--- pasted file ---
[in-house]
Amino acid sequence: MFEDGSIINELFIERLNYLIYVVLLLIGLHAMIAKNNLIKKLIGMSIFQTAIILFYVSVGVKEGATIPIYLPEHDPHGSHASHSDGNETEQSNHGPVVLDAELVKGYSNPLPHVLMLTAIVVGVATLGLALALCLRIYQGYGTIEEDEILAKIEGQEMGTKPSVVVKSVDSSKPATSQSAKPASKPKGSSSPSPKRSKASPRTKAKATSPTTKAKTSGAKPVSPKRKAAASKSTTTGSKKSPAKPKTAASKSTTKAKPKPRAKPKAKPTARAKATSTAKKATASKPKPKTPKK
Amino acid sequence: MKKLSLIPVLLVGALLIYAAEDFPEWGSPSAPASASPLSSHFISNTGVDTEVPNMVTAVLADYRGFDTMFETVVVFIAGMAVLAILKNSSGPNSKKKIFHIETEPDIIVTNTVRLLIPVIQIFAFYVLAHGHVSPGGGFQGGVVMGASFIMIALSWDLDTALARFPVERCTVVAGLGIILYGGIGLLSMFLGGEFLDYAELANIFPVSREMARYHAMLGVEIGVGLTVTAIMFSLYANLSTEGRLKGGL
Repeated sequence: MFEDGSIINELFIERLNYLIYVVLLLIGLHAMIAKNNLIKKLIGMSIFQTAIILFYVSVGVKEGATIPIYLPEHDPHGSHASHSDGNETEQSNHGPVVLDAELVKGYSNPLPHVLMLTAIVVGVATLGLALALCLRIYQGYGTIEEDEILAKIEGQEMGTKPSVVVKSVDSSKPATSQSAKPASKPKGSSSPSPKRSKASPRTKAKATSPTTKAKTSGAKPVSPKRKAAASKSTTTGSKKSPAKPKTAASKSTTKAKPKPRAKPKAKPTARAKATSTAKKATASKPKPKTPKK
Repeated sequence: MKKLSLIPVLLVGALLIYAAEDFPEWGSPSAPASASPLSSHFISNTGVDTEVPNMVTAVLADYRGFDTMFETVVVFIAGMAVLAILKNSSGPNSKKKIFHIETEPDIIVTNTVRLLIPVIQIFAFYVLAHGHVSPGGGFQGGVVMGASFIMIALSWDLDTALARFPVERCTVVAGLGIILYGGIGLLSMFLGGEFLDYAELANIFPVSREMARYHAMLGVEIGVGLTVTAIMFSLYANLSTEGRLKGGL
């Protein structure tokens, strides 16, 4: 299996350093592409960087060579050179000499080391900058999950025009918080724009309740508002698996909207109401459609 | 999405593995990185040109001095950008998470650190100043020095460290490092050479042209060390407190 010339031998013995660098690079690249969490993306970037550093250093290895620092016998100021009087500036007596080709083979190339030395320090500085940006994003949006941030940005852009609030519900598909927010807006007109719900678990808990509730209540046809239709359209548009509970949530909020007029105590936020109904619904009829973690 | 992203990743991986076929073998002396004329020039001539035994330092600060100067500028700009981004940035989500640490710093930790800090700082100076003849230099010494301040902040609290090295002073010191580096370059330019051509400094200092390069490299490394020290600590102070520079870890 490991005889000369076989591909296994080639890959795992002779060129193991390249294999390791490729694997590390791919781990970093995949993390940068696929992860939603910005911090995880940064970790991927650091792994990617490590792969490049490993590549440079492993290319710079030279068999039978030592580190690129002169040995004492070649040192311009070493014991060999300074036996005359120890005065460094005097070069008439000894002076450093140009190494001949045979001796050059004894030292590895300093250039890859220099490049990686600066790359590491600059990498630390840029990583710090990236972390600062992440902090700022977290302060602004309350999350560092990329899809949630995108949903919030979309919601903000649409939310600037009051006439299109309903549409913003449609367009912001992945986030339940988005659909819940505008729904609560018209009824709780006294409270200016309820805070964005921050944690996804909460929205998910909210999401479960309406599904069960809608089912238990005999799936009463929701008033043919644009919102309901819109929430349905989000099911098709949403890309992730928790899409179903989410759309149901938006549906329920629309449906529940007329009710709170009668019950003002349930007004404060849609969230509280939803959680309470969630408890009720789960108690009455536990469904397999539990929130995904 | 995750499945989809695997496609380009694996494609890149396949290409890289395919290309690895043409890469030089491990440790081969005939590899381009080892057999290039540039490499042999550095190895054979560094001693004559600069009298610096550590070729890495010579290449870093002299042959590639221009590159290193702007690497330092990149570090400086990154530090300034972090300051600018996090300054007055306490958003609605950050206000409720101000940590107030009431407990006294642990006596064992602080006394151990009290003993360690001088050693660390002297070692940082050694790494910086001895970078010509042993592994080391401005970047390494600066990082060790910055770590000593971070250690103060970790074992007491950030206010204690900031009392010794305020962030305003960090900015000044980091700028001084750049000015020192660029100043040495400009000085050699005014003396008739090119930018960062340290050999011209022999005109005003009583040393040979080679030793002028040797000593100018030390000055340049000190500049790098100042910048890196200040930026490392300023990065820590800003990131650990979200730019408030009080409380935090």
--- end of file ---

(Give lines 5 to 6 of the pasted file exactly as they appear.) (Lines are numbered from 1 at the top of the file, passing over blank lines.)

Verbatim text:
Repeated sequence: MKKLSLIPVLLVGALLIYAAEDFPEWGSPSAPASASPLSSHFISNTGVDTEVPNMVTAVLADYRGFDTMFETVVVFIAGMAVLAILKNSSGPNSKKKIFHIETEPDIIVTNTVRLLIPVIQIFAFYVLAHGHVSPGGGFQGGVVMGASFIMIALSWDLDTALARFPVERCTVVAGLGIILYGGIGLLSMFLGGEFLDYAELANIFPVSREMARYHAMLGVEIGVGLTVTAIMFSLYANLSTEGRLKGGL
């Protein structure tokens, strides 16, 4: 299996350093592409960087060579050179000499080391900058999950025009918080724009309740508002698996909207109401459609 | 999405593995990185040109001095950008998470650190100043020095460290490092050479042209060390407190 010339031998013995660098690079690249969490993306970037550093250093290895620092016998100021009087500036007596080709083979190339030395320090500085940006994003949006941030940005852009609030519900598909927010807006007109719900678990808990509730209540046809239709359209548009509970949530909020007029105590936020109904619904009829973690 | 992203990743991986076929073998002396004329020039001539035994330092600060100067500028700009981004940035989500640490710093930790800090700082100076003849230099010494301040902040609290090295002073010191580096370059330019051509400094200092390069490299490394020290600590102070520079870890 490991005889000369076989591909296994080639890959795992002779060129193991390249294999390791490729694997590390791919781990970093995949993390940068696929992860939603910005911090995880940064970790991927650091792994990617490590792969490049490993590549440079492993290319710079030279068999039978030592580190690129002169040995004492070649040192311009070493014991060999300074036996005359120890005065460094005097070069008439000894002076450093140009190494001949045979001796050059004894030292590895300093250039890859220099490049990686600066790359590491600059990498630390840029990583710090990236972390600062992440902090700022977290302060602004309350999350560092990329899809949630995108949903919030979309919601903000649409939310600037009051006439299109309903549409913003449609367009912001992945986030339940988005659909819940505008729904609560018209009824709780006294409270200016309820805070964005921050944690996804909460929205998910909210999401479960309406599904069960809608089912238990005999799936009463929701008033043919644009919102309901819109929430349905989000099911098709949403890309992730928790899409179903989410759309149901938006549906329920629309449906529940007329009710709170009668019950003002349930007004404060849609969230509280939803959680309470969630408890009720789960108690009455536990469904397999539990929130995904 | 995750499945989809695997496609380009694996494609890149396949290409890289395919290309690895043409890469030089491990440790081969005939590899381009080892057999290039540039490499042999550095190895054979560094001693004559600069009298610096550590070729890495010579290449870093002299042959590639221009590159290193702007690497330092990149570090400086990154530090300034972090300051600018996090300054007055306490958003609605950050206000409720101000940590107030009431407990006294642990006596064992602080006394151990009290003993360690001088050693660390002297070692940082050694790494910086001895970078010509042993592994080391401005970047390494600066990082060790910055770590000593971070250690103060970790074992007491950030206010204690900031009392010794305020962030305003960090900015000044980091700028001084750049000015020192660029100043040495400009000085050699005014003396008739090119930018960062340290050999011209022999005109005003009583040393040979080679030793002028040797000593100018030390000055340049000190500049790098100042910048890196200040930026490392300023990065820590800003990131650990979200730019408030009080409380935090």